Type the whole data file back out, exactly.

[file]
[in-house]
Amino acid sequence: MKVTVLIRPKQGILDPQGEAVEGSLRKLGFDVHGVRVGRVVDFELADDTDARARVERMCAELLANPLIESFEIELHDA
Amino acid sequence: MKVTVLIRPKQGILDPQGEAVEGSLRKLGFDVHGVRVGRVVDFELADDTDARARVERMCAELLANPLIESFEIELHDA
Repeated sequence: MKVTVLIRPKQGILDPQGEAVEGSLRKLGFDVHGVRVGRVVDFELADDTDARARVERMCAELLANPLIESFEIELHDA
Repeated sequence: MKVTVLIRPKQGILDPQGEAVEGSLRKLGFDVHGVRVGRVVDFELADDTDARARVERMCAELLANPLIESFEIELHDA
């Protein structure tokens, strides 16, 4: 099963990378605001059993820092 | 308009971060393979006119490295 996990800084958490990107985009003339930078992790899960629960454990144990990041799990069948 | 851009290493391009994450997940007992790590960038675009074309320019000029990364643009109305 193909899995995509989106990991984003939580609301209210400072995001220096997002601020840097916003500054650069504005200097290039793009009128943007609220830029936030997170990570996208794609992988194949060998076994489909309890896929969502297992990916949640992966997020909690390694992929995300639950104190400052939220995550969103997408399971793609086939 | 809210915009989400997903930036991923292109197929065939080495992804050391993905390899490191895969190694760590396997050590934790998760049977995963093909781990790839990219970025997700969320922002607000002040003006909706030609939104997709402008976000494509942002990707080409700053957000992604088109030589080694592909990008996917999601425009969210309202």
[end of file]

[in-house]
Amino acid sequence: MKVTVLIRPKQGILDPQGEAVEGSLRKLGFDVHGVRVGRVVDFELADDTDARARVERMCAELLANPLIESFEIELHDA
Amino acid sequence: MKVTVLIRPKQGILDPQGEAVEGSLRKLGFDVHGVRVGRVVDFELADDTDARARVERMCAELLANPLIESFEIELHDA
Repeated sequence: MKVTVLIRPKQGILDPQGEAVEGSLRKLGFDVHGVRVGRVVDFELADDTDARARVERMCAELLANPLIESFEIELHDA
Repeated sequence: MKVTVLIRPKQGILDPQGEAVEGSLRKLGFDVHGVRVGRVVDFELADDTDARARVERMCAELLANPLIESFEIELHDA
């Protein structure tokens, strides 16, 4: 099963990378605001059993820092 | 308009971060393979006119490295 996990800084958490990107985009003339930078992790899960629960454990144990990041799990069948 | 851009290493391009994450997940007992790590960038675009074309320019000029990364643009109305 193909899995995509989106990991984003939580609301209210400072995001220096997002601020840097916003500054650069504005200097290039793009009128943007609220830029936030997170990570996208794609992988194949060998076994489909309890896929969502297992990916949640992966997020909690390694992929995300639950104190400052939220995550969103997408399971793609086939 | 809210915009989400997903930036991923292109197929065939080495992804050391993905390899490191895969190694760590396997050590934790998760049977995963093909781990790839990219970025997700969320922002607000002040003006909706030609939104997709402008976000494509942002990707080409700053957000992604088109030589080694592909990008996917999601425009969210309202």